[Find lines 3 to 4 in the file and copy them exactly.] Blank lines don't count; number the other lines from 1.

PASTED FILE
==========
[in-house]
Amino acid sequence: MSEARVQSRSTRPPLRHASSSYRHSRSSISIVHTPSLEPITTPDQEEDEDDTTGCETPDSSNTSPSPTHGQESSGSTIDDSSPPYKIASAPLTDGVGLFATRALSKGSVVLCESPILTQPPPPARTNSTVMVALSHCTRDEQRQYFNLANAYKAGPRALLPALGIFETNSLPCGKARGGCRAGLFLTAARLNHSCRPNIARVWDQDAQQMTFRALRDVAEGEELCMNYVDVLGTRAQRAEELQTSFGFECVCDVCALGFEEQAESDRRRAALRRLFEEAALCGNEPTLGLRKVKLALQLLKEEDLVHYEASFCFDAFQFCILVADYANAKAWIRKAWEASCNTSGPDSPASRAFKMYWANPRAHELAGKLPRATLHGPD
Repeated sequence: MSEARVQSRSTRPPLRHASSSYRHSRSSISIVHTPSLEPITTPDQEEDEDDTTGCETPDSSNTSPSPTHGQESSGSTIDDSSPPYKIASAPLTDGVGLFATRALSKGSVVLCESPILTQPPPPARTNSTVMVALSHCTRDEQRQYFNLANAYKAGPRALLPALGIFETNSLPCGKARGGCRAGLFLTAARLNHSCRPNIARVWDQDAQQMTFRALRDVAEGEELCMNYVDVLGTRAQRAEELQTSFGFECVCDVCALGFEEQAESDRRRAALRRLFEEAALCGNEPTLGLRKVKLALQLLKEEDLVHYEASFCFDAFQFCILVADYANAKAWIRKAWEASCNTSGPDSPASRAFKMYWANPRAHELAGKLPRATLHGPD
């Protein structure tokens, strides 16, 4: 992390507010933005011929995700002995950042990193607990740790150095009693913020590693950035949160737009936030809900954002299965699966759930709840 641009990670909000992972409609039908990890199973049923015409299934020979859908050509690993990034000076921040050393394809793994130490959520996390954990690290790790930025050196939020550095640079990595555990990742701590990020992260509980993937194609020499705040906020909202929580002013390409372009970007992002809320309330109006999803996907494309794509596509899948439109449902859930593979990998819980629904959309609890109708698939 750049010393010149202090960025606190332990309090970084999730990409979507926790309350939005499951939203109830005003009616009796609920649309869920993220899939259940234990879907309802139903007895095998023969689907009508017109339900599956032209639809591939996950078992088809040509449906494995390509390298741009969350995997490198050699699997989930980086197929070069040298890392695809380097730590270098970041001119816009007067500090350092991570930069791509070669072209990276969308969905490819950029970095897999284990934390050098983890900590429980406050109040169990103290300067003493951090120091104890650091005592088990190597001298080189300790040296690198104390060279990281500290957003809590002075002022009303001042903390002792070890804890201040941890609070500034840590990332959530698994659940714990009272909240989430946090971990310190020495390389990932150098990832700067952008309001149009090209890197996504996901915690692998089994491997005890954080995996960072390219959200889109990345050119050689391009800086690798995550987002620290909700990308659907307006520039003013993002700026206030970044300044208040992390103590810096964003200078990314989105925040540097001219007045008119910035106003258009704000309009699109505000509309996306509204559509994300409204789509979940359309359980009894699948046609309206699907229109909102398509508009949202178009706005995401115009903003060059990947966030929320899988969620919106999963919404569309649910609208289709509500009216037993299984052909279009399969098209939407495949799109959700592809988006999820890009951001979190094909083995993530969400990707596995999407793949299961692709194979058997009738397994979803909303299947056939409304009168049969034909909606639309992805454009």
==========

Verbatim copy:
Repeated sequence: MSEARVQSRSTRPPLRHASSSYRHSRSSISIVHTPSLEPITTPDQEEDEDDTTGCETPDSSNTSPSPTHGQESSGSTIDDSSPPYKIASAPLTDGVGLFATRALSKGSVVLCESPILTQPPPPARTNSTVMVALSHCTRDEQRQYFNLANAYKAGPRALLPALGIFETNSLPCGKARGGCRAGLFLTAARLNHSCRPNIARVWDQDAQQMTFRALRDVAEGEELCMNYVDVLGTRAQRAEELQTSFGFECVCDVCALGFEEQAESDRRRAALRRLFEEAALCGNEPTLGLRKVKLALQLLKEEDLVHYEASFCFDAFQFCILVADYANAKAWIRKAWEASCNTSGPDSPASRAFKMYWANPRAHELAGKLPRATLHGPD
């Protein structure tokens, strides 16, 4: 992390507010933005011929995700002995950042990193607990740790150095009693913020590693950035949160737009936030809900954002299965699966759930709840 641009990670909000992972409609039908990890199973049923015409299934020979859908050509690993990034000076921040050393394809793994130490959520996390954990690290790790930025050196939020550095640079990595555990990742701590990020992260509980993937194609020499705040906020909202929580002013390409372009970007992002809320309330109006999803996907494309794509596509899948439109449902859930593979990998819980629904959309609890109708698939 750049010393010149202090960025606190332990309090970084999730990409979507926790309350939005499951939203109830005003009616009796609920649309869920993220899939259940234990879907309802139903007895095998023969689907009508017109339900599956032209639809591939996950078992088809040509449906494995390509390298741009969350995997490198050699699997989930980086197929070069040298890392695809380097730590270098970041001119816009007067500090350092991570930069791509070669072209990276969308969905490819950029970095897999284990934390050098983890900590429980406050109040169990103290300067003493951090120091104890650091005592088990190597001298080189300790040296690198104390060279990281500290957003809590002075002022009303001042903390002792070890804890201040941890609070500034840590990332959530698994659940714990009272909240989430946090971990310190020495390389990932150098990832700067952008309001149009090209890197996504996901915690692998089994491997005890954080995996960072390219959200889109990345050119050689391009800086690798995550987002620290909700990308659907307006520039003013993002700026206030970044300044208040992390103590810096964003200078990314989105925040540097001219007045008119910035106003258009704000309009699109505000509309996306509204559509994300409204789509979940359309359980009894699948046609309206699907229109909102398509508009949202178009706005995401115009903003060059990947966030929320899988969620919106999963919404569309649910609208289709509500009216037993299984052909279009399969098209939407495949799109959700592809988006999820890009951001979190094909083995993530969400990707596995999407793949299961692709194979058997009738397994979803909303299947056939409304009168049969034909909606639309992805454009």